What would the requirements be to be able to take a non-EU spouse to Germany by a UK Citizen? Moving from a non-EU country into Germany? Does the non-EU need a visa, or can they work upon arrival with the EU spouse?

  • The spouse would need a visa, but any european visa (like a visa to the UK) should do it if moving within the EU. However they are very limited in time. To work you would need a residency permit, (Aufenthaltstitel). Some UK residency permits are valid in the whole EU (but I don't know a lot about it). Some German residency permits allow working if you have already have an employer in Germany. General criteria can be a high qualification (Bachelor), and/or German language skills. You can also apply for one under the family reunion clause, but German language skills are very important then.
    – Yves
    Commented Sep 14, 2014 at 14:50
  • @Yves But I thought UK visas are not valid within the Schengen zone, and the same other way round.
    – Vagish
    Commented Sep 14, 2014 at 17:47
  • You're right, I forgot they have an independent Visa policy. But from the UK to Germany I think it is no problem as the EU VISA policy, as far as I know, does not discriminate between UK/Ireland and the rest of the EU. Also,check this: en.wikipedia.org/wiki/… and this en.wikipedia.org/wiki/… . And anyway visas are only valid for a limited time, and do not allow the holder to work in Germany.
    – Yves
    Commented Sep 14, 2014 at 18:12
  • 2
    @Yves You are confusing a lot of things, this is terrible advice.
    – Gala
    Commented Sep 14, 2014 at 21:22
  • See also expatriates.stackexchange.com/questions/1068/…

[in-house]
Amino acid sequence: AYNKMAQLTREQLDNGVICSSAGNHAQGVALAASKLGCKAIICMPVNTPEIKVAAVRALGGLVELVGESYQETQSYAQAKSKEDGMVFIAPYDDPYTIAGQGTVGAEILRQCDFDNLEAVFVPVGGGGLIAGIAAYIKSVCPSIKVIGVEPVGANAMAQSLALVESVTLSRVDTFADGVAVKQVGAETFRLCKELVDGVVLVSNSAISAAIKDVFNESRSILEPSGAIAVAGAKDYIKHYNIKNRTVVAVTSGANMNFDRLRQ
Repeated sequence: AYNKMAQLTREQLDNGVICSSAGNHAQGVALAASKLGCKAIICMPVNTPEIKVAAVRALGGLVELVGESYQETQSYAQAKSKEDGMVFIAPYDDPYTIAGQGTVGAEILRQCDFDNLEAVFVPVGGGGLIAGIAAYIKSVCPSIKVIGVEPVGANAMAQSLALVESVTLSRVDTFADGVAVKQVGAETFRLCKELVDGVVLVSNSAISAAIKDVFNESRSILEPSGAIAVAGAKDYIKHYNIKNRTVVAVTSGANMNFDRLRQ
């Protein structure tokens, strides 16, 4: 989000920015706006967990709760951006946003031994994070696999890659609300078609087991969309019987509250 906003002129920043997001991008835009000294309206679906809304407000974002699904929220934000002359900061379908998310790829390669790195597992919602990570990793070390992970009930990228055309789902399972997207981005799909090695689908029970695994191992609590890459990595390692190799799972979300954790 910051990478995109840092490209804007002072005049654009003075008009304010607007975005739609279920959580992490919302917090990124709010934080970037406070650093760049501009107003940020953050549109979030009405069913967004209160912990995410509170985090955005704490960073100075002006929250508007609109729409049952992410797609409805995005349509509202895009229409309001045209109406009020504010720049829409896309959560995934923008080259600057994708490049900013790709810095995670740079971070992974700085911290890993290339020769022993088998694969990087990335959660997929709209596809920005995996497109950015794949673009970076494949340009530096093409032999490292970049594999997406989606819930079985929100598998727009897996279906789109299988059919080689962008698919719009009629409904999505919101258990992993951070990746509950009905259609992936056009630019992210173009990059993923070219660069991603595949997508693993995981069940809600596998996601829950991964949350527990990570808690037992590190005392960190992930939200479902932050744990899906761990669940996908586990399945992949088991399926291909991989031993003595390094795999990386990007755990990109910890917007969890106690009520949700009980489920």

– Gala
    Commented Sep 18, 2014 at 10:09

1 Answer 1


Formally, there are no requirements but only formalities. What this means is that an EU citizen's spouse has a very strong right to join the EU citizen living in another EU country and to work there. The host country may not apply its usual requirements (which, depending on the country might include things like language tests, diploma requirements, salary test, job market evaluation, etc.) and should merely check whether the person is indeed the spouse of an EU citizen residing in the country.

In practice, the non-EU citizen might still need a visa to enter Germany (depending on citizenship) and will certainly need a residence title (Aufenthaltstitel) to stay there for more than three months. Legally, the visas and residence permits only recognize and document this pre-existing right and should be issued quickly and free of charge. I suspect it would however be difficult to convince anybody to hire a non-EU citizen before you get the actual permit.

As far as I know, Germany follows EU law reasonably well in this respect so I would not expect unreasonable delays. I also think it's possible to enter Germany (with or without visa, depending on citizenship) and then to apply for the EU relatives residence permit from within the country (which is not always possible for other types of residence permits) but it might be best to check that with the German authorities in advance.

The place you will need to contact once you are in Germany is called the Ausländerbehörde or Ausländeramt. There is one per district (Landkreis) and in larger cities.

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